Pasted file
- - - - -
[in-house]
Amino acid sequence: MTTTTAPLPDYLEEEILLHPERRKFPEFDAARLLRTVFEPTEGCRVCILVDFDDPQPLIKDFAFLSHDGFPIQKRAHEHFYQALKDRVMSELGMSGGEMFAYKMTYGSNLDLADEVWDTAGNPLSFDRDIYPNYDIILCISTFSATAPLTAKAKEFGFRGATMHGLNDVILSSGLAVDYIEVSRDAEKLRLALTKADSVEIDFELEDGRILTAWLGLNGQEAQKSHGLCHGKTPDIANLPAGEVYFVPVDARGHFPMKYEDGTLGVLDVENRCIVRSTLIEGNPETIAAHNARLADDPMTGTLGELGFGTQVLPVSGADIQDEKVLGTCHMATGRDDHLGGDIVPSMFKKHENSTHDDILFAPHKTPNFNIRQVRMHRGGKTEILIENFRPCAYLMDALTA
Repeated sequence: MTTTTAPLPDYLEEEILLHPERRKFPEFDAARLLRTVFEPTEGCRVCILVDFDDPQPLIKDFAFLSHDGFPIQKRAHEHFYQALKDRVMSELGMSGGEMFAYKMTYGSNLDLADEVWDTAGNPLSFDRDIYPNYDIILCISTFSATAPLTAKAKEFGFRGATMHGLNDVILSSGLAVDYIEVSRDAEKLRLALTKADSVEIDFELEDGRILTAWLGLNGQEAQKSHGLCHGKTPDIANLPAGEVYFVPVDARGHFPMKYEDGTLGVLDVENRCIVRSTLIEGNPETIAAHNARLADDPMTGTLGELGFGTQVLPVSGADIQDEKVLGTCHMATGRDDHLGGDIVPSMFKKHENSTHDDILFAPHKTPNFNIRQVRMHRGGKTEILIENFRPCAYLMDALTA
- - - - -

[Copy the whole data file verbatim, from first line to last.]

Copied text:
[in-house]
Amino acid sequence: MTTTTAPLPDYLEEEILLHPERRKFPEFDAARLLRTVFEPTEGCRVCILVDFDDPQPLIKDFAFLSHDGFPIQKRAHEHFYQALKDRVMSELGMSGGEMFAYKMTYGSNLDLADEVWDTAGNPLSFDRDIYPNYDIILCISTFSATAPLTAKAKEFGFRGATMHGLNDVILSSGLAVDYIEVSRDAEKLRLALTKADSVEIDFELEDGRILTAWLGLNGQEAQKSHGLCHGKTPDIANLPAGEVYFVPVDARGHFPMKYEDGTLGVLDVENRCIVRSTLIEGNPETIAAHNARLADDPMTGTLGELGFGTQVLPVSGADIQDEKVLGTCHMATGRDDHLGGDIVPSMFKKHENSTHDDILFAPHKTPNFNIRQVRMHRGGKTEILIENFRPCAYLMDALTA
Repeated sequence: MTTTTAPLPDYLEEEILLHPERRKFPEFDAARLLRTVFEPTEGCRVCILVDFDDPQPLIKDFAFLSHDGFPIQKRAHEHFYQALKDRVMSELGMSGGEMFAYKMTYGSNLDLADEVWDTAGNPLSFDRDIYPNYDIILCISTFSATAPLTAKAKEFGFRGATMHGLNDVILSSGLAVDYIEVSRDAEKLRLALTKADSVEIDFELEDGRILTAWLGLNGQEAQKSHGLCHGKTPDIANLPAGEVYFVPVDARGHFPMKYEDGTLGVLDVENRCIVRSTLIEGNPETIAAHNARLADDPMTGTLGELGFGTQVLPVSGADIQDEKVLGTCHMATGRDDHLGGDIVPSMFKKHENSTHDDILFAPHKTPNFNIRQVRMHRGGKTEILIENFRPCAYLMDALTA